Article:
We are seeing a disturbing insider threat trend impacting operations and causing reputational harm in the days leading up to an employee’s departure from an organization. For example, last week a Twitter employee deleted President’s Trump’s Twitter account prior to leaving the premises on his last day of employment. In September, a contractor was convicted of cyber sabotage on an Army computer toward the end of his contract, costing U.S. taxpayers millions. These cases highlight the importance of ensuring that the appropriate insider threat risk mitigations are in place to help your organization prevent, detect, and respond to an insider incident.
Whether termination or resignation, an employee’s pending departure from your organization increases the chance that data leaks or sabotage will occur that could impact operations, lead to the loss of competitive advantage, affect shareholder value, or result in embarrassment and devaluation of image and brand.
Here are three ways to prevent insider threat incidents by managing the vulnerabilities associated with an employee’s departure from your organization:
1. Codify and Communicate Clear Data Handling Policies: The goal of clear data handling policies is to mitigate insider incident risk vulnerability by increasing workforce awareness and retention of guidance related to handling of enterprise data throughout the duration of their employment. Policies should cover removal of company intellectual property and data ownership issues throughout the employee’s duration of employment, including the days leading up to their last day with your organization.
- Document and then ensure that clear policies for employee handling of information are communicated to the workforce on a regular basis.
- Provide new employee orientation and refresher training for employees on data handling policies on a regular basis to help increase workforce awareness.
- Post flyers and information with hotlines for employees to report suspicious activity with data.
2. Establish Least Privilege and Separation of Duties: The goal of establishing least privilege and separation of duties is to limit the vulnerability surface area that could be exploited by an employee. The principle of separation of duties divides IT processes and business functions among employees to decrease the possibility that one could exploit a vulnerability and damage the organization.
- Establish and codify data classifications and access permissions based on data sensitivity and the risk associated with its potential loss or exposure and then grant accesses based on this premise.
- Notwithstanding, especially sensitive data protection situations may require the two-man rule or a stand-alone system to best manage insider risk.
- Audit user access permissions against tailored criteria (e.g., when an employee changes roles in the organization), by setting up account management policies and procedures that are reviewed regularly, and by requiring privileged users to have, and use administrative and standard accounts appropriately.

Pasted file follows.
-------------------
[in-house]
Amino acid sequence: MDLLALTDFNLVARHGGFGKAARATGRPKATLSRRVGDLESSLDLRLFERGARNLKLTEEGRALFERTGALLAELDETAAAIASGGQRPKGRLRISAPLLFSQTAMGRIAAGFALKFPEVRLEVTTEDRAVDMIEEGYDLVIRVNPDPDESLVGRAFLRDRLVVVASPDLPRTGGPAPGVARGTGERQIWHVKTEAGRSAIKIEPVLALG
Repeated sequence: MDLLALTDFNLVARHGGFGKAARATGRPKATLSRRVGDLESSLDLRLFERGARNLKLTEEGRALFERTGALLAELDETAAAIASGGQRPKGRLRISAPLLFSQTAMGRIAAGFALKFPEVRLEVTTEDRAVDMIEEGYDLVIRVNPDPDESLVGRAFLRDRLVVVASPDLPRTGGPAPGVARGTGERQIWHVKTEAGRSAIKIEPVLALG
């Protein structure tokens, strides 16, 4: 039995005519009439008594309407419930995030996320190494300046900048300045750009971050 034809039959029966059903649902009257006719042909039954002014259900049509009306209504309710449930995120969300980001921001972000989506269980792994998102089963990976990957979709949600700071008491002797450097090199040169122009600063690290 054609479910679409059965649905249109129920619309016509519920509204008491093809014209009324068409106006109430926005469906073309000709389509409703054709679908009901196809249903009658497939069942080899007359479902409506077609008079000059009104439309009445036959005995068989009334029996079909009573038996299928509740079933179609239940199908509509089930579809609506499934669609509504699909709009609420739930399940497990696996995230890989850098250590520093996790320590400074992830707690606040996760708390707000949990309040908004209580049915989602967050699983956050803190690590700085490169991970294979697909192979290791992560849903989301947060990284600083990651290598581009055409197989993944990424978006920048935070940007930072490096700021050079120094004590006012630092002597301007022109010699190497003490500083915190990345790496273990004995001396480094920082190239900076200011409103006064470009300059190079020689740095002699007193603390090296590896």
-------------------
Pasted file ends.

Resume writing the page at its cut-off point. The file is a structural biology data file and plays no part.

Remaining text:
3. Establish Proper Off-boarding Policies and Procedures: The goal of an effective off-boarding process is to protect your organization and spot potential problems with an employee who is scheduled to depart before they cause harm to your organization. Effective communication of off-boarding protocols across your Legal, Human Resources, and Information Technology departments can help minimize the risk of an insider incident, whether intentional or unintentional.
- Decide if, and how, the employee’s access to information and systems will be limited or removed once they resign or are terminated. Work closely with your Legal department, or outside legal counsel, to ensure that the protocol is clearly documented.
- Remind the employee that all company information, documents, and electronic equipment must be returned before their last day of work and create a checklist that Human Resources can help them work through before their last day, or during an exit interview.
- If not already in place, consider an information technology audit, or threat detection technology, to review the employee’s most recent network access and email activity to ensure that there are no anomalies in behavior or data transfers. For example, some insider threat detection technologies place a higher risk score on an employee’s risk profile prior to their departure from the organization.
Crystal applies her unique background as a former counterintelligence and cyber threats officer in the US Intelligence Community to help organizations identify and prioritize strategic insider and digital risk mitigations. During her Intelligence Community career, she supervised digital media exploitation and analytic production supporting US foreign policy, national security, and sensitive operations. She also led a counterintelligence analysis and targeting team mitigating insider threat risk to high-priority operations that became an enterprise role model for early warning counterintelligence threat detection. While in the government, she served as a cyber threats, counterintelligence, and military analyst producing analysis for and briefing the White House and senior policy makers. Prior to her government service, she worked at the Boeing Company as a financial analyst. She is a CERT Insider Threat Vulnerability Assessor.Before moving to D.C. from Oklahoma, Crystal studied Finance and International Business at the University of Oklahoma and Computer Science at the University of Tulsa. In her free time, Crystal supports women pursuing STEM degrees, trains in modern dance, and spends time with her German Shepherds. Find her on Twitter @crystal4lister
Latest posts by Crystal Lister
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